Paul L. Caron

Saturday, July 14, 2007

Spotlight_1_1Fred B. Brown (Baltimore)

        • B.S. 1982, Rutgers
        • J.D. 1985, Georgetown
        • LL.M. (Tax) 1986, NYU



Brown I believe that my interest in tax law stemmed from my background as an engineering major in college. Engineering students are often working with complex formulas and applying them to factual situations. I see the work of tax professionals as similar, given that the Code is composed of formulas – expressed in prose instead of symbols, but formulas nonetheless. Engineering students also often use diagrams to analyze situations, another element in common with the study and application of tax law.

While in law school at Georgetown, I took several tax courses, and having enjoyed them, I decided to pursue an LL.M. in Taxation at NYU immediately following law school. My favorite course at NYU was Tax Policy with Noel Cunningham, which really helped to tie everything together and give it meaning. I was fascinated by Noel’s explanation of tax theory, and I think it was at this point I decided that teaching and writing about tax law was the thing for me.

During my second semester at NYU, I became aware that the school was accepting applications for positions as acting assistant professors in the graduate tax program. I jumped at the opportunity, and was very fortunate to receive one of the appointments. It was a wonderful and valuable experience. I learned a great deal about teaching from the very talented teachers on the tax faculty there, in particular, Noel, Deborah Schenk, Brooks Billman, and Lenny Schmolka. I also benefited a lot from my student evaluations, which at first were quite poor and then got progressively better. Even though I didn’t write while at NYU, I still learned something about scholarship. I was quite honored and surprised when Noel and Deborah asked me to read and comment on their pieces, and even more so when they seemed to listen to what I had to say. They have been great mentors, and I owe them a lot for all of their help and advice.

After my two years of teaching at NYU, I had pretty much decided that I wanted a career as a tax professor. Nevertheless, I felt that I had to practice tax law – I might enjoy it, and at very least, the experience of practicing tax law should help to make me a better teacher and scholar. I took a position with Shaw Pittman in Washington, D.C., working in the firm’s tax group. There I worked mainly with several excellent attorneys in addressing the taxation of foreign corporations with U.S. business operations. It was my first exposure to international taxation, and the work was quite exciting and challenging, especially since we were working on many cutting edge issues raised by recently promulgated regulations dealing with the branch profits tax, the excess interest tax, and interest expense deductions.

While I enjoyed and benefited from my time in private practice, after a couple of years I felt it was time to begin my career as a tax professor. I was fortunate to receive an appointment at the University of Baltimore School of Law, and I have been there ever since, primarily teaching tax courses in the school’s graduate tax program (which I have directed since 1999). The graduate tax classes at the University of Baltimore contain a mix of lawyers (going for an LL.M. in Tax), accountants (going for an M.S. in Tax), and law students, and this provides an interesting learning environment for the students as well as for me. Like other law teachers, I am constantly learning from my students, both with respect to teaching technique and the law, and their inquisitive minds force me to continue learning and developing as a teacher and tax professional. I still get a high when a class goes well, and a bit of a low when it doesn’t. Like many teachers, I find it quite gratifying when I see that the students really do get it, and that I had something to do with it.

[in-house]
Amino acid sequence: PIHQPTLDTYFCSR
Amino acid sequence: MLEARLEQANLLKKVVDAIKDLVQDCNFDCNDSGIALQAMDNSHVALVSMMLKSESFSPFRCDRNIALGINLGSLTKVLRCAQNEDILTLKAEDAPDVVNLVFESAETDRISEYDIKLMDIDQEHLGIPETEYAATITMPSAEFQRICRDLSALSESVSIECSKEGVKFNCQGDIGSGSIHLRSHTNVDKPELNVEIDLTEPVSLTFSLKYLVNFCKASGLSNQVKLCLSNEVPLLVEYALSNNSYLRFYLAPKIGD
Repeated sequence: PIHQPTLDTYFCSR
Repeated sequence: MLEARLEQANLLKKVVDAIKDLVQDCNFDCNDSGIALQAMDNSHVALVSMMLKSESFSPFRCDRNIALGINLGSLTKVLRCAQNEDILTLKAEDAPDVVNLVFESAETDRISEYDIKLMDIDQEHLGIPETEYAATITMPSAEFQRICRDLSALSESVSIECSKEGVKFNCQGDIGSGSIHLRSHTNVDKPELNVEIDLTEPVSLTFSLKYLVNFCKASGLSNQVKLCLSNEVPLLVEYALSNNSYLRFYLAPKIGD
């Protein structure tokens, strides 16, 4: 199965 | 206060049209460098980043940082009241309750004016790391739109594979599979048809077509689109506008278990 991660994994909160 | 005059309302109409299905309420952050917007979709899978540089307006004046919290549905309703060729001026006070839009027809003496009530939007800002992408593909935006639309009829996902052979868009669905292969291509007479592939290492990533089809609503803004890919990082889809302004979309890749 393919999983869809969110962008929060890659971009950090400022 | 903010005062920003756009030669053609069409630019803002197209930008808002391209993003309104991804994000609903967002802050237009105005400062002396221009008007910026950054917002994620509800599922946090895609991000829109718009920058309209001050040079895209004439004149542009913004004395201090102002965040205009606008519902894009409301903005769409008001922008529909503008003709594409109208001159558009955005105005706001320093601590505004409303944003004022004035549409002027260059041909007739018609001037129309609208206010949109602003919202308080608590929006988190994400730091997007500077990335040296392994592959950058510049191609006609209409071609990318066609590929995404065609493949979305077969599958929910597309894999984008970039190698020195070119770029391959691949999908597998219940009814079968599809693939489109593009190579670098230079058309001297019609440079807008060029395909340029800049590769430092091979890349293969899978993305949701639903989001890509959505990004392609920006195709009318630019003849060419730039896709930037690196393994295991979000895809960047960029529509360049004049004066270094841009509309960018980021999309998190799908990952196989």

My scholarship has focused on some fundamental issues, such as realization and nonrecognition, as well as on international tax issues. Like many others, I am somewhat frustrated over the complexity of the tax system and how irrational it is in some respects, and I aim to find a better way. I have benefited greatly from my wonderful tax colleagues at Baltimore -- Walter Schwidetzky, Wendy Gerzog, Jack Lynch and Keith Blair. Through our frequent discussions of tax issues and reviews of each other’s articles, I have learned a great deal about tax and writing about tax. I value their friendship and support.

When I am not busy with school work, I enjoy spending time with my wonderful spouse, Grace, and my three great kids, Molly, Aaron, and Reed. We enjoy playing (or watching in my case) sports, riding bikes, hiking, playing games, and just hanging out talking or watching TV/movies. We also take at least one long family vacation each year, and are about to leave for China and Taiwan. Grace and I realize how fleeting the time is that parents have with their children, and we make an effort to spend as much time with them as possible. I also do quite a bit of running. My very good friend and (nontax) colleague, Don Stone, and I run together frequently, including several marathons. We are currently training to run a half marathon in the fall. What we lack in speed we make up for in style (well not really).

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